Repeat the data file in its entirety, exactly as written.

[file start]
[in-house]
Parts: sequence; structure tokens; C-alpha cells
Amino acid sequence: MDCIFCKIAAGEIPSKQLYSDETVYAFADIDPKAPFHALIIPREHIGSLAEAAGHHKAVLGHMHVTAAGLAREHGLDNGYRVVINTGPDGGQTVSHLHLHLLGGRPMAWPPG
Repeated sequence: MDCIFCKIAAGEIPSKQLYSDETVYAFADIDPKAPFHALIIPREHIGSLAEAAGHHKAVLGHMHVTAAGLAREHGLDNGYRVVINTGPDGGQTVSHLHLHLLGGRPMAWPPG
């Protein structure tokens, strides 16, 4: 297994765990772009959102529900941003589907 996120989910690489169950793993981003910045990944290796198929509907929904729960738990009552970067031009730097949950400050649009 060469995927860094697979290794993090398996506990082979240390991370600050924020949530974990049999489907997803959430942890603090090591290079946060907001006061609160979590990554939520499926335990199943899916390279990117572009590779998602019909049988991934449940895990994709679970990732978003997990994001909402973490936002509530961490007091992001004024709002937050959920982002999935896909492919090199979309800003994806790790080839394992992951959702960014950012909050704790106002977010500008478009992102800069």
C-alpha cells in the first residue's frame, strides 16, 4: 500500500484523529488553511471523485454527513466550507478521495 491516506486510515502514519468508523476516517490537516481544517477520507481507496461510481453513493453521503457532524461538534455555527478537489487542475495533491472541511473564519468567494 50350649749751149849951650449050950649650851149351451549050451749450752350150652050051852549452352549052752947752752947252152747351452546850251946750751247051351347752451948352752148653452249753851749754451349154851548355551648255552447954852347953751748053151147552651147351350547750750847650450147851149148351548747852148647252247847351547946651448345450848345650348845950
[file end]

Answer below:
[in-house]
Parts: sequence; structure tokens; C-alpha cells
Amino acid sequence: MDCIFCKIAAGEIPSKQLYSDETVYAFADIDPKAPFHALIIPREHIGSLAEAAGHHKAVLGHMHVTAAGLAREHGLDNGYRVVINTGPDGGQTVSHLHLHLLGGRPMAWPPG
Repeated sequence: MDCIFCKIAAGEIPSKQLYSDETVYAFADIDPKAPFHALIIPREHIGSLAEAAGHHKAVLGHMHVTAAGLAREHGLDNGYRVVINTGPDGGQTVSHLHLHLLGGRPMAWPPG
């Protein structure tokens, strides 16, 4: 297994765990772009959102529900941003589907 996120989910690489169950793993981003910045990944290796198929509907929904729960738990009552970067031009730097949950400050649009 060469995927860094697979290794993090398996506990082979240390991370600050924020949530974990049999489907997803959430942890603090090591290079946060907001006061609160979590990554939520499926335990199943899916390279990117572009590779998602019909049988991934449940895990994709679970990732978003997990994001909402973490936002509530961490007091992001004024709002937050959920982002999935896909492919090199979309800003994806790790080839394992992951959702960014950012909050704790106002977010500008478009992102800069």
C-alpha cells in the first residue's frame, strides 16, 4: 500500500484523529488553511471523485454527513466550507478521495 491516506486510515502514519468508523476516517490537516481544517477520507481507496461510481453513493453521503457532524461538534455555527478537489487542475495533491472541511473564519468567494 50350649749751149849951650449050950649650851149351451549050451749450752350150652050051852549452352549052752947752752947252152747351452546850251946750751247051351347752451948352752148653452249753851749754451349154851548355551648255552447954852347953751748053151147552651147351350547750750847650450147851149148351548747852148647252247847351547946651448345450848345650348845950